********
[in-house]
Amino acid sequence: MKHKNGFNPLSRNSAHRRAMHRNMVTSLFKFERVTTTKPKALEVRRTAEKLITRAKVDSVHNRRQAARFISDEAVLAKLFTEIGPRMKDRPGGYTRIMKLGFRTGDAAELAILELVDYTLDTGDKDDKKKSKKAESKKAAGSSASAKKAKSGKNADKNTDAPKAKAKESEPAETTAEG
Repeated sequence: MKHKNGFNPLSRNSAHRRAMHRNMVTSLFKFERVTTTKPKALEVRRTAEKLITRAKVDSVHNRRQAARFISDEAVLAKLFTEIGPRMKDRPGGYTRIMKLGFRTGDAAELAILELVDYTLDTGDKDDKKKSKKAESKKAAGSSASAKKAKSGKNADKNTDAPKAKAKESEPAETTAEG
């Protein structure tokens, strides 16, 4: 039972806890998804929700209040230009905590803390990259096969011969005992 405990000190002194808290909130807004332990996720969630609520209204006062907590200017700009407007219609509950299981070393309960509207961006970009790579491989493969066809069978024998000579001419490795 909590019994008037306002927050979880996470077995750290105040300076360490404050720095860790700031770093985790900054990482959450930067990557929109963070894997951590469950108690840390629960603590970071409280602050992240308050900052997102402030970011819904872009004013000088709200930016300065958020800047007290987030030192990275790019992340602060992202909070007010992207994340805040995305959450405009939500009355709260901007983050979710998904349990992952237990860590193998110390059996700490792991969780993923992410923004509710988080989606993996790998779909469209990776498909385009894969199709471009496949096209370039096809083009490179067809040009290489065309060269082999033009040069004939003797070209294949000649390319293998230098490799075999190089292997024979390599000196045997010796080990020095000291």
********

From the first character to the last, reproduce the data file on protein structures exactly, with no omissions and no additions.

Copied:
[in-house]
Amino acid sequence: MKHKNGFNPLSRNSAHRRAMHRNMVTSLFKFERVTTTKPKALEVRRTAEKLITRAKVDSVHNRRQAARFISDEAVLAKLFTEIGPRMKDRPGGYTRIMKLGFRTGDAAELAILELVDYTLDTGDKDDKKKSKKAESKKAAGSSASAKKAKSGKNADKNTDAPKAKAKESEPAETTAEG
Repeated sequence: MKHKNGFNPLSRNSAHRRAMHRNMVTSLFKFERVTTTKPKALEVRRTAEKLITRAKVDSVHNRRQAARFISDEAVLAKLFTEIGPRMKDRPGGYTRIMKLGFRTGDAAELAILELVDYTLDTGDKDDKKKSKKAESKKAAGSSASAKKAKSGKNADKNTDAPKAKAKESEPAETTAEG
């Protein structure tokens, strides 16, 4: 039972806890998804929700209040230009905590803390990259096969011969005992 405990000190002194808290909130807004332990996720969630609520209204006062907590200017700009407007219609509950299981070393309960509207961006970009790579491989493969066809069978024998000579001419490795 909590019994008037306002927050979880996470077995750290105040300076360490404050720095860790700031770093985790900054990482959450930067990557929109963070894997951590469950108690840390629960603590970071409280602050992240308050900052997102402030970011819904872009004013000088709200930016300065958020800047007290987030030192990275790019992340602060992202909070007010992207994340805040995305959450405009939500009355709260901007983050979710998904349990992952237990860590193998110390059996700490792991969780993923992410923004509710988080989606993996790998779909469209990776498909385009894969199709471009496949096209370039096809083009490179067809040009290489065309060269082999033009040069004939003797070209294949000649390319293998230098490799075999190089292997024979390599000196045997010796080990020095000291």